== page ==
Levels of Heavy Metals in Tilapia and Catfish Species along River Ruiru, Kenya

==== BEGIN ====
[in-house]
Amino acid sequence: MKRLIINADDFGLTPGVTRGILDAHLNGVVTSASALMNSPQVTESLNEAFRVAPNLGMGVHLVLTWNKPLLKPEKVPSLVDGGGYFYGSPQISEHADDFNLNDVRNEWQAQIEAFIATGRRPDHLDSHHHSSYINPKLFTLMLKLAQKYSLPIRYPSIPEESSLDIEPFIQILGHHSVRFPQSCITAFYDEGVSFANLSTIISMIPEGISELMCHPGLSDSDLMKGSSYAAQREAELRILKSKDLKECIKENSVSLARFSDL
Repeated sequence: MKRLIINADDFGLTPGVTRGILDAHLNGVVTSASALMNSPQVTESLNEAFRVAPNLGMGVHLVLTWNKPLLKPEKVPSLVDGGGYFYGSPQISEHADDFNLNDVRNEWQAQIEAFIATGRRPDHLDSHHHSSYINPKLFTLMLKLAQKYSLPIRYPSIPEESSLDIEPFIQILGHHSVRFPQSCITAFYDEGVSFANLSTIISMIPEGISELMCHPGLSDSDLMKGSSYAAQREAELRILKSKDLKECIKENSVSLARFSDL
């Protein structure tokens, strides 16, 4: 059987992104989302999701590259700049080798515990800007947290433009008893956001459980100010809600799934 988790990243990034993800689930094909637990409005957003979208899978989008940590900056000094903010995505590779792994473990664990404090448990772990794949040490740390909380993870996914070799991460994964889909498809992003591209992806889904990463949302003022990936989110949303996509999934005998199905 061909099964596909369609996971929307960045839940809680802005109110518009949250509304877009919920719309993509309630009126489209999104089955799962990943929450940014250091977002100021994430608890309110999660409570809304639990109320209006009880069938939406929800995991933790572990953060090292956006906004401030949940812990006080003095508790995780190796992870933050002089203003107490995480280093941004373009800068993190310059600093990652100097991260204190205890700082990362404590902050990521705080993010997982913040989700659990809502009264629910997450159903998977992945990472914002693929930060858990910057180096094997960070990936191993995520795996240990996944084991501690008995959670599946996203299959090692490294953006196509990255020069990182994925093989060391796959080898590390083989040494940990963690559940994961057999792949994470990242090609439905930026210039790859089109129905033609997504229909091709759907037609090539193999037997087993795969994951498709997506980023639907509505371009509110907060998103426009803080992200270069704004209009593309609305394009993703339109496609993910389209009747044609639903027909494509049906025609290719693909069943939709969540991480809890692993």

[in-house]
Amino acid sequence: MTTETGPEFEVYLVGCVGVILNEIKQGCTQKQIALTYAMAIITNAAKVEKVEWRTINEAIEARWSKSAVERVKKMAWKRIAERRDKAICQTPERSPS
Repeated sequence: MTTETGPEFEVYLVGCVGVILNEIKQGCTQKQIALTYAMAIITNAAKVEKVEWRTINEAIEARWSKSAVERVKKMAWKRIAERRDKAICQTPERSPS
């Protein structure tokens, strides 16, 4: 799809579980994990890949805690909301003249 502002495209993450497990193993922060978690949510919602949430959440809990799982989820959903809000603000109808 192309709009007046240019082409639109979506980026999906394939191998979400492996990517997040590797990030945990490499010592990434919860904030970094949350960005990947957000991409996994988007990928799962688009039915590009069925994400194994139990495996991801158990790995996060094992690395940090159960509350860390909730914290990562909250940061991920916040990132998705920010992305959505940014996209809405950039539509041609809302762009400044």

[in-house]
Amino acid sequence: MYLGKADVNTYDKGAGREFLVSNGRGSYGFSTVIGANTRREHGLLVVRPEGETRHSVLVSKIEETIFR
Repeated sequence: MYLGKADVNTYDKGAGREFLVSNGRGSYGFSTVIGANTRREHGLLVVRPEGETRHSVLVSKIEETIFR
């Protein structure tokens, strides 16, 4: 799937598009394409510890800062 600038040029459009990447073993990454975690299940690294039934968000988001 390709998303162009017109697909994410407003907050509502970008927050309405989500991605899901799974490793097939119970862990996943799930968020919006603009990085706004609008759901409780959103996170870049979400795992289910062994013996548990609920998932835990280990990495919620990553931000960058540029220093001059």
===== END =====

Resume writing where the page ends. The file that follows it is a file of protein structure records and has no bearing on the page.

River Ruiru flows in areas where it is subject to pollution due to municipal wastes, urban and agricultural wastes. The river is reported to harbor various species of fish such as tilapia, catfish, eel, and common carps, which may be contaminated by heavy metals present in such wastes. The heavy metals may damage organs such as gills, liver and kidneys of fish. Consuming such fish by other organisms in the aquatic food chains such as birds, besides human can be harmful. Fish concentrate large amounts of heavy metals from polluted waters and when they use other animals as part of the food. It is important to ascertain that such fish issafe for organisms that consume them, including humans. Studies of concentrations of metals in rivers and in fish can also serve as an indicator of the extent of pollution along the rivers. The objective of the proposed study is to carry out a comparative study on the levels of heavy metals in tilapia and catfish species along River Ruiru. Systematic random sampling will be applied to collect water, sediments and fish samples from six sites, along the middle course of Ruiru River. Three sites will be located downstream along the river, 100 meters past Ruiru town. Three control sites will be at the upstream sections of the river, 100 meters away from Ruiru town. The sampling points will be 100 meters apart. Fish samples will be transported to the laboratory for identification. Ichthyologists from the National Museums of Kenya will assist in identifying fish. Levels of heavy metals in the river water, sediments and in gills, liver, and muscles of tilapia and catfish will be analyzed using atomic absorption spectrophotometer. Histopathological and morphometrical changes of gills and liver in fish will also be studied. The data on levels of heavy metals in water, sediments and fish gills, liver and muscles will be analyzed by means of one way analysis of variance (ANOVA). Correlation coefficients will also be calculated to assess the association between biotic factors such as sex, weight, and length of fIsh, and the concentration of metals in fish gills, liver, and muscles. It will also be used to determine the association between levels of heavy metals in water and sediments and levels in fish gills, liver and muscles. Knowledge of effects of heavy metal pollutants on fish can be a tool for an early warning system in the evaluation and analysis of the health of fish populations and their natural environment. Such information could also guide environmental regulators and decision makers in taking actions in time to minimize damage to the environment and human health.